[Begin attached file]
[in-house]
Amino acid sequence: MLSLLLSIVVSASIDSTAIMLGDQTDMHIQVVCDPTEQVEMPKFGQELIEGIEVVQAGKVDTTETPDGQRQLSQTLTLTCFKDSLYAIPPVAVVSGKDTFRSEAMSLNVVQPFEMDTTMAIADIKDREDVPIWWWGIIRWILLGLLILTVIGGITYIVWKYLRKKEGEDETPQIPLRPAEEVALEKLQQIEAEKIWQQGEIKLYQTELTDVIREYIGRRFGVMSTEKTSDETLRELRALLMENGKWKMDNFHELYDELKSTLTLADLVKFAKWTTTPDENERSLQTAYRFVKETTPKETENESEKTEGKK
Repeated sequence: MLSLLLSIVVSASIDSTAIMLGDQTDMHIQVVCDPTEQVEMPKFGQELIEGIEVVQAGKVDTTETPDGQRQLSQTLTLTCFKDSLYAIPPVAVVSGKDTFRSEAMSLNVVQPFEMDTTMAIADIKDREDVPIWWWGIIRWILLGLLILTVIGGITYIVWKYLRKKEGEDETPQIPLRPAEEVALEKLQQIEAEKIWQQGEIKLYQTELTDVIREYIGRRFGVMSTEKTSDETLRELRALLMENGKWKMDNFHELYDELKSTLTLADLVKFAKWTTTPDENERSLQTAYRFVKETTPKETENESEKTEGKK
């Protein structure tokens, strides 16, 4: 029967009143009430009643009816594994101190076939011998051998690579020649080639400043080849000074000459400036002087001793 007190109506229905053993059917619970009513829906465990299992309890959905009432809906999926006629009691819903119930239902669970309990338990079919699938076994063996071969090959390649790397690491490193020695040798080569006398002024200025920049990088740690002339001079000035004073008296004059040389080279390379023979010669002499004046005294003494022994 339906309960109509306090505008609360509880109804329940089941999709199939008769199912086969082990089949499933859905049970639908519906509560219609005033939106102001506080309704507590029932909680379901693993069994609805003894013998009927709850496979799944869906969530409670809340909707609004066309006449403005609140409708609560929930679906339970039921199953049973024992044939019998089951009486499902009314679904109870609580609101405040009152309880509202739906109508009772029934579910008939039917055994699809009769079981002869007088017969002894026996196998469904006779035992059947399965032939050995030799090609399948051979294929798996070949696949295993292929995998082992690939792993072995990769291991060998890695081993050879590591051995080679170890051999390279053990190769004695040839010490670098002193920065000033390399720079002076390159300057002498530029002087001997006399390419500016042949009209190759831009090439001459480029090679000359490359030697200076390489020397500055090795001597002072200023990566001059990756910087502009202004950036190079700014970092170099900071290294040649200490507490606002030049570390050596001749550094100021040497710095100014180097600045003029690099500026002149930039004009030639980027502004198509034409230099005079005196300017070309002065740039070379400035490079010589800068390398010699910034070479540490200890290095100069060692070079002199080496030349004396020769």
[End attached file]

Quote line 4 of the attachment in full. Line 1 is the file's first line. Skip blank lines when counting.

């Protein structure tokens, strides 16, 4: 029967009143009430009643009816594994101190076939011998051998690579020649080639400043080849000074000459400036002087001793 007190109506229905053993059917619970009513829906465990299992309890959905009432809906999926006629009691819903119930239902669970309990338990079919699938076994063996071969090959390649790397690491490193020695040798080569006398002024200025920049990088740690002339001079000035004073008296004059040389080279390379023979010669002499004046005294003494022994 339906309960109509306090505008609360509880109804329940089941999709199939008769199912086969082990089949499933859905049970639908519906509560219609005033939106102001506080309704507590029932909680379901693993069994609805003894013998009927709850496979799944869906969530409670809340909707609004066309006449403005609140409708609560929930679906339970039921199953049973024992044939019998089951009486499902009314679904109870609580609101405040009152309880509202739906109508009772029934579910008939039917055994699809009769079981002869007088017969002894026996196998469904006779035992059947399965032939050995030799090609399948051979294929798996070949696949295993292929995998082992690939792993072995990769291991060998890695081993050879590591051995080679170890051999390279053990190769004695040839010490670098002193920065000033390399720079002076390159300057002498530029002087001997006399390419500016042949009209190759831009090439001459480029090679000359490359030697200076390489020397500055090795001597002072200023990566001059990756910087502009202004950036190079700014970092170099900071290294040649200490507490606002030049570390050596001749550094100021040497710095100014180097600045003029690099500026002149930039004009030639980027502004198509034409230099005079005196300017070309002065740039070379400035490079010589800068390398010699910034070479540490200890290095100069060692070079002199080496030349004396020769």